8 Quick Facts You Didn’t Know About Chinese New Year Besides Dragon Dances and Fireworks

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Chinese New Year is just days away as it begins on 5 February 2019 and celebrated by a quarter of the world’s population. But there are also many myths and unknown things about the holiday, so Nexter.org decided to tell you more about this fantastic holiday. 

1. Locals don’t call it Chinese New Year

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Source: Getty Images

In China, the festivities are known as spring festival or – the new year is determined by the lunar calendar. And the Chinese aren’t the only ones who observe it.

Moreover, Vietnam and other countries celebrate .

 

2. Traffic is chaos

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Source: Getty Images

In China, the Spring Festival travel rush period (chunyun) is the country’s, if not the world’s, biggest season of human migration.

With commuters and migrant workers returning home, the government expects about three billion journeys to take place this year.

 

3. It’s not just one day

Source: Getty Images

lasts 15 days. It’s an action-packed holiday – you can bet on horse races, watch parades, bargain in bazaars and fight for prime worship spot at the temple.

 

4. It’s a season of superstitions

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Source: Getty Images

During LNY, you live like a college student on the first day – which means no showers, laundry or cleaning. Above all, there’s no taking out the trash – doing so is said to wash away your luck and prosperity.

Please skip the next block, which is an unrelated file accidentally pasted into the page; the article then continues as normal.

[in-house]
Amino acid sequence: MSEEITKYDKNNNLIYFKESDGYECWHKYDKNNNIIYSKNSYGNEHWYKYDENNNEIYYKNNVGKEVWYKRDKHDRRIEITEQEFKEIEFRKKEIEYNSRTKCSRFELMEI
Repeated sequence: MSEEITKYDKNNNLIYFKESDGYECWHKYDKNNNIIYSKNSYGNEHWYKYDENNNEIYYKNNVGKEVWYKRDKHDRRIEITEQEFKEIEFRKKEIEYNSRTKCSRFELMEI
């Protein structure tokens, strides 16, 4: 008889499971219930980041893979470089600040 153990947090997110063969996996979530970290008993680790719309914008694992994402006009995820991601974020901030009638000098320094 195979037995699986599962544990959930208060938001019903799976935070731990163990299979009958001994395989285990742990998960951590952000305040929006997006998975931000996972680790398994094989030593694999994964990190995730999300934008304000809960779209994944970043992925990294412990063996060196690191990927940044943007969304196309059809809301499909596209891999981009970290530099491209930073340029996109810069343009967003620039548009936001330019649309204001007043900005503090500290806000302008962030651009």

On the seventh day, it’s time to party in celebration of everyone’s birthday.

 

5. You can rent a boyfriend

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Source: Facebook

can be rough for singles, especially females. Many family reunions are highlighted by dreaded interrogations of singles who haven’t settled down.

Various Chinese websites have offered fake boyfriend/girlfriend rentals, so parents and relatives can finally stop nagging.

 

6. Firecrackers are for scaring away monsters

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Source: Getty Images

Legend says the half-dragon, half-lion monster “Nian” comes out of hiding and attacks people (especially children) during the .

His weakness? Sensitive ears. In the old days, people would light bamboo stalks on fire to frighten the monster. Nowadays, you can watch spectacular fireworks display along the Hong Kong waterfront or play with firecrackers in a Beijing hutong.

 

7. Wearing red is critical

Source: Getty Images

Red is associated with luck and prosperity, but it’s used mainly for protective purposes. In addition to being spooked by loud noises, “Nian” is frightened by the color red, which explains all the red you see on decorations.

 

8. It has its own movie genre

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China and Hong Kong have a film genre called “hesuipian” devoted to . The films are usually illogical, uplifting comedies, with a focus on families and happy endings to make viewers feel warm and fuzzy. Similar to Christmas movies, really.

Holiday favorites include the “All’s Well, Ends Well” series (the 1992 classic stars Stephen Chow and Maggie Cheung), “Fat Choi Spirit” and “It’s a Mad Mad World.”


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8 Quick Facts You Didn't Know About Chinese New Year Besides Dragon Dances and Fireworks
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8 Quick Facts You Didn't Know About Chinese New Year Besides Dragon Dances and Fireworks
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Chinese New Year is just days away as it begins on 5 February 2019 and celebrated by a quarter of the world's population. But there are also many myths and unknown things about the holiday, so Nexter.org decided to tell you more about this fantastic holiday. 
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